Updating the Test system with actual transactional data from the Live system is a common task. This can be accomplished using scripts. However, in a hybrid IT environment you might want to organize, manage and monitor all your on-premises and cloud based scripts at a central place. Azure Automation is the platform to do this.
- Dynamics AX Live and Test installation on Windows Server 2012 R2
- Azure Account (all services can be used for free in basic mode)
In Azure Portal create a new instance of Azure Automation. When the instance was created, use the key to display the keys and URL. You’ll need this to connect your on-premises server with Azure Automation.
Azure Automation can be instantly used to script your cloud-based datacenter. However, to manage the on-premises environment you have to connect your local systems with the cloud. This is done via Operational Insights.
- In Azure Portal create a new instance of Operational Insights
- Logon to Operational Insights Portal and start the “Get Started” checklist
- Add the Automation Solutions
- Connect the Dynamics AX server by downloading and installing the Agent for Windows
At your on-premises server open PowerShell in admin mode and go to the agents installation directory e.g.
cd "C:Program FilesMicrosoft Monitoring AgentAgentAzureAutomation<version>HybridRegistration"
Import the Hybrid Registration module and register the server in Azure Automation.
Add-HybridRunbookWorker –Name <String> -EndPoint <Url> -Token <String>
In this example I’ve used the Name parameter value “Dynamics” at the Add-HybridRunbookWorker Cmdlet. This creates a runbook worker group called “Dynamics” with one assigned on-premises server.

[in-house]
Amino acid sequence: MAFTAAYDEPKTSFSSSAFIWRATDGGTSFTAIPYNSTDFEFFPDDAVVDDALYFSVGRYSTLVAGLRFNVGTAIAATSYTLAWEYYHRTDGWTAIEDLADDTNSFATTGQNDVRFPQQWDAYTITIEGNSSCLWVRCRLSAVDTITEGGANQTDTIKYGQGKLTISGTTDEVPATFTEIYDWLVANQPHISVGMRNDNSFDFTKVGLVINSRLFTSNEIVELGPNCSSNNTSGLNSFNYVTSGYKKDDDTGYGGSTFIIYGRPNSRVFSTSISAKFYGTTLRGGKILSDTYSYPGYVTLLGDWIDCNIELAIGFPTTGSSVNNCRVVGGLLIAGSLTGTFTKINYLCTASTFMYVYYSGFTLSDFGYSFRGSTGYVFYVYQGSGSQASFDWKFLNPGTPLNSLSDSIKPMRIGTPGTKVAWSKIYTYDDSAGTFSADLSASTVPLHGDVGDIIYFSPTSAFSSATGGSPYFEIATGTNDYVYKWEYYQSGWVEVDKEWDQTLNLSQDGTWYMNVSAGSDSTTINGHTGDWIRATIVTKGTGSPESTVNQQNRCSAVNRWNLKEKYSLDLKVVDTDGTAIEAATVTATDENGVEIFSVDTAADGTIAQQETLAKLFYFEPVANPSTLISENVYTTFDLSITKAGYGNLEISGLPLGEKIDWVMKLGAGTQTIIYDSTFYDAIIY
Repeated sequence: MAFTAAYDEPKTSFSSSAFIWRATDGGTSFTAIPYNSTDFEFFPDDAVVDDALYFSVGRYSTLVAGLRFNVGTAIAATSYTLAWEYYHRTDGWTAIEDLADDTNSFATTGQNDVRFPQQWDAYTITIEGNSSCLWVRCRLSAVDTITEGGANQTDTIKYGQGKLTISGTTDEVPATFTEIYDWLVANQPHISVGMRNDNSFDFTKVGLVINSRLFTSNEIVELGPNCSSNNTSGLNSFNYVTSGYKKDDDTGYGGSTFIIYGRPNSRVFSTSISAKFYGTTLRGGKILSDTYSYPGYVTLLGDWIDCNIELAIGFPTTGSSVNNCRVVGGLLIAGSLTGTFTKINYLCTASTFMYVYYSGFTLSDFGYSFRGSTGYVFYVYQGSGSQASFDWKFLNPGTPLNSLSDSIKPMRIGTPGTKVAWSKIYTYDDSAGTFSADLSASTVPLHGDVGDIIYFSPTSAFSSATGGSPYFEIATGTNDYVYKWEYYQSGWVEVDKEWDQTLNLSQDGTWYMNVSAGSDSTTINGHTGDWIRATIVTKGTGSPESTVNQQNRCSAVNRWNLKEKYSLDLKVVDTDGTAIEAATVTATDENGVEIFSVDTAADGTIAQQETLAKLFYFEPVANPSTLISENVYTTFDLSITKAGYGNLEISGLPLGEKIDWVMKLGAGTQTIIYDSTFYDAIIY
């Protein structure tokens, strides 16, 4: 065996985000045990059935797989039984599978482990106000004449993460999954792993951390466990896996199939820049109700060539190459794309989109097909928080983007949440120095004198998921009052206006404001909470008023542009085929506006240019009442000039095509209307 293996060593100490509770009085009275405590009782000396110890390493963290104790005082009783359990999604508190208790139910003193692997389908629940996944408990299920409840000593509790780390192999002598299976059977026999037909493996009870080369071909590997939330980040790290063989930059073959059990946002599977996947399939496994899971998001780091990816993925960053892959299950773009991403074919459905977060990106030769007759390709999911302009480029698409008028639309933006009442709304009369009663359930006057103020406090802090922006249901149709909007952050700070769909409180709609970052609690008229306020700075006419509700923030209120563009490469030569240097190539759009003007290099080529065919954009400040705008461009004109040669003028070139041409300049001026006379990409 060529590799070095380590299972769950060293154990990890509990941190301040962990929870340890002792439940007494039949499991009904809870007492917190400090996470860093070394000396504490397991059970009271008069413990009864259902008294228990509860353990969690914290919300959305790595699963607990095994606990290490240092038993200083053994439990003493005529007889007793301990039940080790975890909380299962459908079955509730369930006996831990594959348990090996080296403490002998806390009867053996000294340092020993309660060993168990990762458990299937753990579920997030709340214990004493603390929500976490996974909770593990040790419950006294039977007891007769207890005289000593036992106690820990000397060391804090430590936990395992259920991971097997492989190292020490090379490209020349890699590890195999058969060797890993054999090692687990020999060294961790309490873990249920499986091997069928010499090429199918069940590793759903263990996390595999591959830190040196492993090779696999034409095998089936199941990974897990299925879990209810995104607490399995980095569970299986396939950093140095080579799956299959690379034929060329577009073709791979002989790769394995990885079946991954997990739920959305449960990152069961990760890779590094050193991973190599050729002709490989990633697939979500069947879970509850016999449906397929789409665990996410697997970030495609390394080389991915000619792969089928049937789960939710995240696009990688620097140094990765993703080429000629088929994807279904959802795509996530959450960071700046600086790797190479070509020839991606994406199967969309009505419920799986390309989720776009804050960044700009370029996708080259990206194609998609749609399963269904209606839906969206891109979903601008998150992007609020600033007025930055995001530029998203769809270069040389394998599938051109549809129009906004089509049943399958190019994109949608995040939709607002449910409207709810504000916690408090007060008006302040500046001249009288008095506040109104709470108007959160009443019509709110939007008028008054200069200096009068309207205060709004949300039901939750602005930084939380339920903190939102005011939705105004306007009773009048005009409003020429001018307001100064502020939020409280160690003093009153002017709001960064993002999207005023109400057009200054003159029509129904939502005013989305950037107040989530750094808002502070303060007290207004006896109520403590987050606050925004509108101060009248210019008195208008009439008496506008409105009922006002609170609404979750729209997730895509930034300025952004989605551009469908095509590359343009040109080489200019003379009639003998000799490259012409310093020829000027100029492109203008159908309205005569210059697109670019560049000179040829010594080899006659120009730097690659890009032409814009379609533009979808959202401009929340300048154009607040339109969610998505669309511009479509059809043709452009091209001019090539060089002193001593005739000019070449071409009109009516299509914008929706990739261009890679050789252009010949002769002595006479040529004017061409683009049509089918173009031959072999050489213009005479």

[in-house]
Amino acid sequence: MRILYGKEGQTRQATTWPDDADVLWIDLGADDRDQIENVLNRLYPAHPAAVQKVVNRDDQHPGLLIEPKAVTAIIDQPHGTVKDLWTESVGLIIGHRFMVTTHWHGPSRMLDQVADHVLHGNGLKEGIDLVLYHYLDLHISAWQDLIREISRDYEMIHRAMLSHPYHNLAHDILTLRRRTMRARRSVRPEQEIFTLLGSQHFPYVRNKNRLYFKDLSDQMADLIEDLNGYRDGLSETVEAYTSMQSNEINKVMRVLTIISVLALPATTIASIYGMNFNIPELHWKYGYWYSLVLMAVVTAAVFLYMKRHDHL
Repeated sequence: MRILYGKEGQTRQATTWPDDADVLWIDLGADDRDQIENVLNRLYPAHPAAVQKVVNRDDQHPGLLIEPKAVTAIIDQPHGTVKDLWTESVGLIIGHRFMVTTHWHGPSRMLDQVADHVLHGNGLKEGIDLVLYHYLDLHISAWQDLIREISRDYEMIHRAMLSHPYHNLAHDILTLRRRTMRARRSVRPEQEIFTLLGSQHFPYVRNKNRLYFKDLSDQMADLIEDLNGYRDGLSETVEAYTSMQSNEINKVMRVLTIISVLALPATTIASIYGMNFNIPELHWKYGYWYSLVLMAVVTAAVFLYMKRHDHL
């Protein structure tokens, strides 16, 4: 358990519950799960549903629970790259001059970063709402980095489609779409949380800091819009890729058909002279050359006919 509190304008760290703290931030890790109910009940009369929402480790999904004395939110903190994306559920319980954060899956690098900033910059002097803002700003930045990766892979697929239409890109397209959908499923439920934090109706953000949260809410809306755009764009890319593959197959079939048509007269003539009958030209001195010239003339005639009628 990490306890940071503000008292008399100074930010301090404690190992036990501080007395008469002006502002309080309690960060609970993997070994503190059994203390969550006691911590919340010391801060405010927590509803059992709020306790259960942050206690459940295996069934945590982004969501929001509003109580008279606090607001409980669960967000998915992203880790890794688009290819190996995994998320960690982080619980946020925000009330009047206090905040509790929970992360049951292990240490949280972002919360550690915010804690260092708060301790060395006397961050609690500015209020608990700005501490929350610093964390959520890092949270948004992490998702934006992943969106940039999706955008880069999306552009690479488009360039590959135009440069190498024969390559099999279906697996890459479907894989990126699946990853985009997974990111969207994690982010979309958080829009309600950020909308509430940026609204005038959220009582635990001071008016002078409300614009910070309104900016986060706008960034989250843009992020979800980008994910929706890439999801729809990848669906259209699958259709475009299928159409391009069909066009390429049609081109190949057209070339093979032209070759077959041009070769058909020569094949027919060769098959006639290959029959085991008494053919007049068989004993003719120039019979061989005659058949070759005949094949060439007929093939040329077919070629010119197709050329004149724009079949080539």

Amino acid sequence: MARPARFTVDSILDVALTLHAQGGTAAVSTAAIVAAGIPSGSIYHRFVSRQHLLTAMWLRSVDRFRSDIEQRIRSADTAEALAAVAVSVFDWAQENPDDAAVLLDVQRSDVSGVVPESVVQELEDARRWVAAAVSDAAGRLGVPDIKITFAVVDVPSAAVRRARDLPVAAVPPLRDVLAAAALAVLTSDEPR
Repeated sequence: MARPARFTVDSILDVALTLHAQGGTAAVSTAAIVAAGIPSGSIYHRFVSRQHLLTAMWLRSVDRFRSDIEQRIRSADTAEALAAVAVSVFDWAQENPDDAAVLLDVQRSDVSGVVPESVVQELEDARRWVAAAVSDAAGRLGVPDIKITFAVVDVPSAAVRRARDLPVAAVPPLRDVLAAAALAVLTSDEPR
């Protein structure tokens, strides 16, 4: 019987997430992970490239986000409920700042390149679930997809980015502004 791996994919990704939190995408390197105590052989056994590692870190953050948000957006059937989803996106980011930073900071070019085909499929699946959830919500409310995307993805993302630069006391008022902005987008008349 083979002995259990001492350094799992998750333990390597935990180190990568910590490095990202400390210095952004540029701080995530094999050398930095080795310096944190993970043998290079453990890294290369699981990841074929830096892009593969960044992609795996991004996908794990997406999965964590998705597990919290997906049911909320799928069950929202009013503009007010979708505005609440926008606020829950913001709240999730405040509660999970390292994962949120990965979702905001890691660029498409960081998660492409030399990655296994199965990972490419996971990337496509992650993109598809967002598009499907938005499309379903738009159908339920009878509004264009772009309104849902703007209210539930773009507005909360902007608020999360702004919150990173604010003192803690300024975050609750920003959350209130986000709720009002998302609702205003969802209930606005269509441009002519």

Create a folder where to backup the Dynamics AX database. In this example I’m using a directory on the local system drive C:AxTemp (which of course is not best practice). By default the Ops. Insights Agent runs as Local System. Make sure to give the account “NT AuthoritySystem” appropriate rights in your SQL Server installation to access the Live DB and Test DB.
In Azure Portal, go to Azure Automation > Runbooks > Create a new runbook > Choose runbook type “Powershell”. Add the following code to your runbook.
echo "Stopping Services"
Stop-Service -Name AOS60`$01
Stop-Service -Name AOS60`$02
echo "Creating Backup from Live"
Invoke-Sqlcmd -Query "backup database [Live] to Disk = N’C:AxTempLive.bak’ with copy_only" -QueryTimeout 0
echo "Restoring Backup to Test"
Invoke-SqlCmd -Query "restore database [Test] from DISK = N’C:AxTempLive.bak’ with file = 1, move N’R3Demo1‘ TO N’C:DataTest.mdf’, MOVE N’R3Demo1_log‘ TO N’C:DataTest_log.ldf’" -QueryTimeout 0
echo "Cleanup Backup"
Remove-Item -Path "C:AxTempLive.bak"
echo "Starting Services"
Start-Service -Name AOS60`$01
Start-Service -Name AOS60`$02
This will stop both AOS instances. Make sure the AOS service name fits your environment. The service name can be found in the services mmc. For example my Live AOS is named AOS60$01. Make sure to use the ` to escape the $ sign in the AOS name.
The script will then create a backup from database “Live” to C:AxTempLive.bak. If your live DB has another name, change it to fit your name.
Next the script will restore the backup to database “Test”. In my case the logical name of the database file is called “R3Demo1” and it’s log is called “R3Demo1_log”. Make sure this fits your installation. You can find the names in SQL Server management studio, by checking the database file properties.
Finally the script removes the backup file and restarts both AOS
In Azure Automation Runbook editor, save the actual runbook code and click publish.
At the Azure Automation main page go to runbooks, select your newly created runbook and press the start button. On the next page select execution using a Hybrid Worker and select your worker group. In my example it’s called Dynamics (see PowerShell screenshot)
This will submit your runbook to the on-premises server and execute it. You can check the execution by monitoring the C:AxTemp directory where the backup will be placed. Don’t worry about the warnings when the workbook finishes. Starting the AOS’ takes a while and results in the typical message “service is not responding”.
- Azure Automation supports timing of runbooks, so you can create a batch in the cloud to copy your data on-premises
- This example uses a single server installation. However, the script can easily be modified to run on different servers
- Using the Invoke-SqlCmd Cmdlet you can do all the cleanup work like changing the reporting server instance etc.